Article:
BILL ANALYSIS                                                                                                                                                                                                    

                   Senate Appropriations Committee Fiscal Summary
                           Senator Christine Kehoe, Chair

                                           1381 (Simitian)
          Hearing Date:  08/31/2010           Amended: 08/30/2010
          Consultant:  Dan Troy           Policy Vote: ED 8-0
          BILL SUMMARY:   SB 1381 would change the date by which a child  
          is required to be admitted to kindergarten at the beginning of  
          the school year (or any time later in the school year) from  
          December 2 of the year in which the child will have his or her  
          5th birthday to November 1 for the 2012-13 school year, October  
          1 of the 2013-14 school year, and September 1 for the 2014-15  
          school year and each year thereafter.  A corresponding change  
          for admittance to 1st grade would be made for a child having his  
          or her 6th birthday during the year.  

          The bill would also create an ongoing "transitional"  
          kindergarten program - the first year of a two-year kindergarten  
          program that uses a modified kindergarten curriculum that is age  
          and developmentally appropriate - for those pupils impacted by  
          the change in age of admission date.  Effectively, this bill  
          would bill would allow districts to claim funding for two years  
          of kindergarten for children born between September and  
          December, assuming certain conditions are met.
                            Fiscal Impact (in thousands)

           Major Provisions        2010-11      2011-12       2012-13     Fund
          Age of admission/               Major savings from K age of  
          admission       General* 
          Transitional Kindergarten       change.  These savings would  
          likely be
                                   more than offset by creation of a  
                                   Transitional Kindergarten program.  
                                   Major costs to state once initial  
                                   exit from the K-12 system. (See  
          *Counts toward meeting the Proposition 98 minimum funding  



          STAFF COMMENTS: This bill meets the criteria for referral to the  
          Suspense File.
          Current law makes education compulsory for individuals aged 6  
          through 18. While current law does not compel kindergarten  
          attendance, it requires districts to offer admittance to  
          kindergarten at the beginning of the school year for a child who  
          will turn 5 on before December 2 of that calendar year.  Thus  
          many children begin kindergarten several months before their  
          fifth birthday.  By moving the cutoff date of admission to  
          September 1 (the change would be phased in over 3 years), this  
          bill would essentially ensure that kindergarteners would be aged  
          5 or older at or near the beginning of the school year.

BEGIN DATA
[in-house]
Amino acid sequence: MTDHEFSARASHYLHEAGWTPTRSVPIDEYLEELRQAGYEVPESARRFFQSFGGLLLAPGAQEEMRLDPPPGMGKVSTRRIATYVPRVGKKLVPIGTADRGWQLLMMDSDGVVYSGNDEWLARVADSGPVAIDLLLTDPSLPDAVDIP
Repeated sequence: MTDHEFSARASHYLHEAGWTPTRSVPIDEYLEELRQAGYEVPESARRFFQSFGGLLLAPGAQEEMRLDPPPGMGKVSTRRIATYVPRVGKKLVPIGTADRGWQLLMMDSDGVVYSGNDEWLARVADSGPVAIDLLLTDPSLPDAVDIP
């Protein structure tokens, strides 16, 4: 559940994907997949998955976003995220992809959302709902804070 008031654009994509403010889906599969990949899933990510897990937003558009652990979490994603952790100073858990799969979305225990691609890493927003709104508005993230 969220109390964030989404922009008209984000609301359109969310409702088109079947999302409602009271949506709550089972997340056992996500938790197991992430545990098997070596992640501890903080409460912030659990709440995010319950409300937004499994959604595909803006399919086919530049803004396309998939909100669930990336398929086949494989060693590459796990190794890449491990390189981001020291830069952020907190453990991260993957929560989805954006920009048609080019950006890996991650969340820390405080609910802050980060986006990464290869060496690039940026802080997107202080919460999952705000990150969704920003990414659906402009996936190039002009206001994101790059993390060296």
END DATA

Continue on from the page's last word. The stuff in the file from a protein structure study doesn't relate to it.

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          SB 1381 (Simitian)

          Current law provides for general purpose funding to school  
          districts through the revenue limit program.  Each district has  
          a defined revenue limit per unit of average daily attendance  
          (ADA) that is based on historical expenditures on education as  
          modified through various statutory adjustments.  A district's  
          total revenue limit apportionment is calculated based on the  
          greater of current or prior year ADA.  

          Current law establishes the state preschool program, for  
          purposes of providing part-day and full-day programs of  
          educational development for three- and four-year old children.   
          Costs for full day preschool are approximately $3,700 per child,  

          This bill would phase in a change to the date by which districts  
          must offer kindergarten admission one month at a time, so that  
          the current cutoff of December 2 of the year in which a child  
          turns 5 would move back one month per year, commencing with the  
          2012-13 fiscal year, until settling in at September 1 in the  
          2014-15 year and each year thereafter.  The bill would make a  
          conforming adjustment for 6-year olds entering the first grade.   


          The bill would further allow district to claim ADA for children  
          participating in transitional kindergarten (TK) who turn 5  
          between September 2 and December 2 of the year in which they  
          turn 5.  A TK program is defined as the first year of a two-year  
          kindergarten program that uses a modified kindergarten  
          curriculum that is both age and developmentally appropriate. The  
          bill specifies that districts could not claim more than two  
          years of funding for a pupil in kindergarten or a combination of  
          two years in kindergarten or transitional kindergarten.  The  
          bill would specify that for good cause, the governing board of a  
          school district may permit a child of proper age to be admitted  
          to a class after the first school month of the school term.  The  
          bill further states Legislative intent that the ADA claimed  
          through TK counts for calculating revenue limit apportionments  
          and for the funding requirements of Proposition 98.